Gentlemen, Start Your Innovation Engines 

 July 15, 2015

By  Howard Cooper

Genrich Altshuller (1926 – 1998) demonstrated how any system—existing, under invention, hardware, software, process or otherwise—any system, can easily be checked for completeness and autonomy by comparing its subsystems to the 5 basic subsystems of a car.  An ingenious thought.  Like a car, any complete system must have these 5 subsystems:

diagram showing sub-systems of an automobile

Other subsystems may be added for convenience, entertainment, or added control, but like the eight subsystems of the i3DAYinnovation model above, any complete system must have at least the first five.

The Lean Manufacturing and Theory of Constraint experts of the late 70’s and early 80’s were all about increased Efficiency and Throughput.  The Six Sigma Black Belts of the 80’s & 90’s were all about Quality (Repeatability) in manufacturing.  Then in the late 1990’s these were combined and Design for Six Sigma (DFSS) Black Belts brought lean efficiency and quality into the design process.

But now we are in a new century.  Change agents are required and the need is for expert coaches and facilitators of innovation, so your company can survive the next drop-off of your product or service’s S-Curve.  New products, new services and new capabilities will rebuild and boost the economy of the next two or three decades.  That requires focused, continuous and structured innovation.  “Gentlemen, start your engines!” Got a great innovation ‘engine’ and ‘wheels’, but no ‘transmission’ or drive-train?  “The race is on.”

Subscribe to our Blog and over the next few weeks we will discuss:

  • The 12 Tribes of Innovation
  • The 7 habits (methods) of highly effective innovators (TRIZ being 1 of 7)
  • The 5 local resources for doing the seemingly impossible
  • The 3 categories of innovative problem solving
  • The 40 principles which empower quick and effective innovation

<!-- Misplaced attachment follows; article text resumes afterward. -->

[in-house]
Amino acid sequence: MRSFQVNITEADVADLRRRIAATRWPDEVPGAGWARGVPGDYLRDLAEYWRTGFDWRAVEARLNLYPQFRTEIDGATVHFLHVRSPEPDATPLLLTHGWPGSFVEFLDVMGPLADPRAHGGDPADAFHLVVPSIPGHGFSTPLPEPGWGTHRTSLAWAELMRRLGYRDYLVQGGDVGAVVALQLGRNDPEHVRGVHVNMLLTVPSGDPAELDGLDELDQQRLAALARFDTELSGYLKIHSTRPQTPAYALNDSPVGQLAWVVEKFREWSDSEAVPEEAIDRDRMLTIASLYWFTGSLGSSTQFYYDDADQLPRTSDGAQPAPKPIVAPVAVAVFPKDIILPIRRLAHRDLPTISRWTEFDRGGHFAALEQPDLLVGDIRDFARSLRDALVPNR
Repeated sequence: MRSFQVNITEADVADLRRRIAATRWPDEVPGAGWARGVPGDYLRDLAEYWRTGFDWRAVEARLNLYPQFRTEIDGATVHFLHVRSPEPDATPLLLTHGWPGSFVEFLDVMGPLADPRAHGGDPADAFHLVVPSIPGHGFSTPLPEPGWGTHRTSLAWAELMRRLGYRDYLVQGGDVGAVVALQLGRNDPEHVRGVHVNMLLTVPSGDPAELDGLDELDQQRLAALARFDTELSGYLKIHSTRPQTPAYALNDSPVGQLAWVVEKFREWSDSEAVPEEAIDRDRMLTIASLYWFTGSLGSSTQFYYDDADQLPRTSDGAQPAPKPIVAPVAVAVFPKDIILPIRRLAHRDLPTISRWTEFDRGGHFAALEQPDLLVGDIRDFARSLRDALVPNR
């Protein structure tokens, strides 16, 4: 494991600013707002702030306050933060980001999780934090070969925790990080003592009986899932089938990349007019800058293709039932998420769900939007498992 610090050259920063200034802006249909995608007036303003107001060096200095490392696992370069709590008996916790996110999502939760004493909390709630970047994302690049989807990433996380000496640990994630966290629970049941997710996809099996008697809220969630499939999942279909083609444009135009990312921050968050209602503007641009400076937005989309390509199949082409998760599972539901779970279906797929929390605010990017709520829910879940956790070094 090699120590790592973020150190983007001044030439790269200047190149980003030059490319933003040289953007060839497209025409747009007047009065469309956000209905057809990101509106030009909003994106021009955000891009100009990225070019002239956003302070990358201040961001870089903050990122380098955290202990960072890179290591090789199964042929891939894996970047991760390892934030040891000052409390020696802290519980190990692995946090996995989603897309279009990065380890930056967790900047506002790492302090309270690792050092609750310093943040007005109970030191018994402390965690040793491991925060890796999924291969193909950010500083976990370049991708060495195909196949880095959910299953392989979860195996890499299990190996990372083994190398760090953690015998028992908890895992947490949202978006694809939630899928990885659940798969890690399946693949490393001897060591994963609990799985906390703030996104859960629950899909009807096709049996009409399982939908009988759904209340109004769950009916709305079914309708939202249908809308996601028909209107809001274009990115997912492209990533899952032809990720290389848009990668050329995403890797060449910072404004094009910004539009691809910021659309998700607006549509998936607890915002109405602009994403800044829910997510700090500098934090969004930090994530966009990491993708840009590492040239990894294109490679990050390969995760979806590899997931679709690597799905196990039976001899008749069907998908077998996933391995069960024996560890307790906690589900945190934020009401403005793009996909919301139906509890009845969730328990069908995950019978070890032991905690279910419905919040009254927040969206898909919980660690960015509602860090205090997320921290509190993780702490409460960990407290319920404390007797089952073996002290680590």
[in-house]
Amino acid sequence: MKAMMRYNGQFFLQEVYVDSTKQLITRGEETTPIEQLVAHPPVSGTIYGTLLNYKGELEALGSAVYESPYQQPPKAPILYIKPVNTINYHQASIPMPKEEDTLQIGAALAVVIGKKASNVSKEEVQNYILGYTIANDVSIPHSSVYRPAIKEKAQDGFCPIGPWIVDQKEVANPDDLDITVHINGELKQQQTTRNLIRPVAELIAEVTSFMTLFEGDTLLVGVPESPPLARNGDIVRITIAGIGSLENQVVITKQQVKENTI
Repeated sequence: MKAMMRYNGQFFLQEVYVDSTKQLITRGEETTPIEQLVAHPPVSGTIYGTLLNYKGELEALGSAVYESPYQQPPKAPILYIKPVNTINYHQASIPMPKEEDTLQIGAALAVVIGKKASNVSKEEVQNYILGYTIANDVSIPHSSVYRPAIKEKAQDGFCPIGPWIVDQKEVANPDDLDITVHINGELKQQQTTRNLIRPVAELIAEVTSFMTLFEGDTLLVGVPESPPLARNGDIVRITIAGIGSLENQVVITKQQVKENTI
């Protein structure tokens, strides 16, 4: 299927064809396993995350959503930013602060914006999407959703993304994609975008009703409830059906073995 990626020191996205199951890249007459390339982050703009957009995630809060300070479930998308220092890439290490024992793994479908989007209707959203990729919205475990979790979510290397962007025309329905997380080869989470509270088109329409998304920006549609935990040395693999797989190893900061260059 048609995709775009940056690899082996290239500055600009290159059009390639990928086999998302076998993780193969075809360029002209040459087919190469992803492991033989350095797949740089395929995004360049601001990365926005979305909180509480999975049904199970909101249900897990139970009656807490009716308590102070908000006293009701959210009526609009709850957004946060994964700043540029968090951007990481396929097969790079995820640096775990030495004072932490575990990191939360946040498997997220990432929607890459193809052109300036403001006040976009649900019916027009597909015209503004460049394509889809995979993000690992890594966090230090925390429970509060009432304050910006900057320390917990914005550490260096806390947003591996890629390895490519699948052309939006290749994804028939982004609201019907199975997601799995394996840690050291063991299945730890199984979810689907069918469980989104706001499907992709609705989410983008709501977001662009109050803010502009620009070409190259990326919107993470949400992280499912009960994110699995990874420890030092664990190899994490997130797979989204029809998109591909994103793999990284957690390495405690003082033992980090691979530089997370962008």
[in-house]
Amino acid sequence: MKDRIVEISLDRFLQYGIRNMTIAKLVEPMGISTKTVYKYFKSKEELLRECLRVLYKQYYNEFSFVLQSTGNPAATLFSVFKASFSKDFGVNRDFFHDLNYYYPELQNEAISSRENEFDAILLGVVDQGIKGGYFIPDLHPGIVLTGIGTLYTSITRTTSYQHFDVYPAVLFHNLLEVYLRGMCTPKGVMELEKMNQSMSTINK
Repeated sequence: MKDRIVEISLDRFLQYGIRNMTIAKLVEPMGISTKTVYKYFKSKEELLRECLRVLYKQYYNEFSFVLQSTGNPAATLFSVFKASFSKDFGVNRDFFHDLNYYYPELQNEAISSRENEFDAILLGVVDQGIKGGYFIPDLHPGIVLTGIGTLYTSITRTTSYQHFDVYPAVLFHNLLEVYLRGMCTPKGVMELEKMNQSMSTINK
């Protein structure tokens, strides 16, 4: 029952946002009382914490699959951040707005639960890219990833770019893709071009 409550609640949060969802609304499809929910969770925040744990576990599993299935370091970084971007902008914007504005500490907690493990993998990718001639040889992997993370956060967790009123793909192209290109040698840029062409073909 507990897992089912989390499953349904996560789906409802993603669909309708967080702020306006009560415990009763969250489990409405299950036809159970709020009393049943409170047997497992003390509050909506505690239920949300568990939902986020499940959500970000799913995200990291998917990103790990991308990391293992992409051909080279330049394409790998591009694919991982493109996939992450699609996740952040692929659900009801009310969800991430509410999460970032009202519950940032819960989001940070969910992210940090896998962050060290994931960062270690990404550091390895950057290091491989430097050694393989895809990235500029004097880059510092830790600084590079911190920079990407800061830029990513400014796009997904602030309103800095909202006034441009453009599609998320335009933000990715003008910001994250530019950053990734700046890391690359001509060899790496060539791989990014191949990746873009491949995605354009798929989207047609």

• How the 7 Innovation Methods must be integrated into one complete system for rapid and effective innovation.

I will describe these mutually exclusive methods (subsystems) more specifically, with their author-founders, going back to Edison and Tesla and the more recent, such as Peter Drucker, Chesbrough and Clayton Christensen, etc. and how these methods can be integrated together to yield a complete innovation system or methodology.  You may find yourself, in the not too distant future, coaching one hour or three-day think tank sessions, or managing an innovation project from beginning to end.  We look forward to being a valued asset to your innovation efforts.

About the author

Howard C. Cooper is a Design for Six Sigma Black Belt, Systems Engineer and founder of i3DAY Innovation. Over the past decade he coached 26 different product development teams at General Dynamics through solving their most critical challenges; design constraints, safety, reliability, etc. All 26 design and development projects were accepted in critical design peer reviews. All 26 were adopted by the U.S. Army, currently saving $233 million per year, over the legacy systems they had been using.

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  1. Hi Howard,
    Stopped by your office a few times. Looked like you were busy.
    Still your innovation program is the best.
    Need to get up to speed and in more detail.
    Will stop by again to say hello and get up to date.
    Also, if I have not requested before, add me to your innovation newsletter.


    Manny Crizaldo

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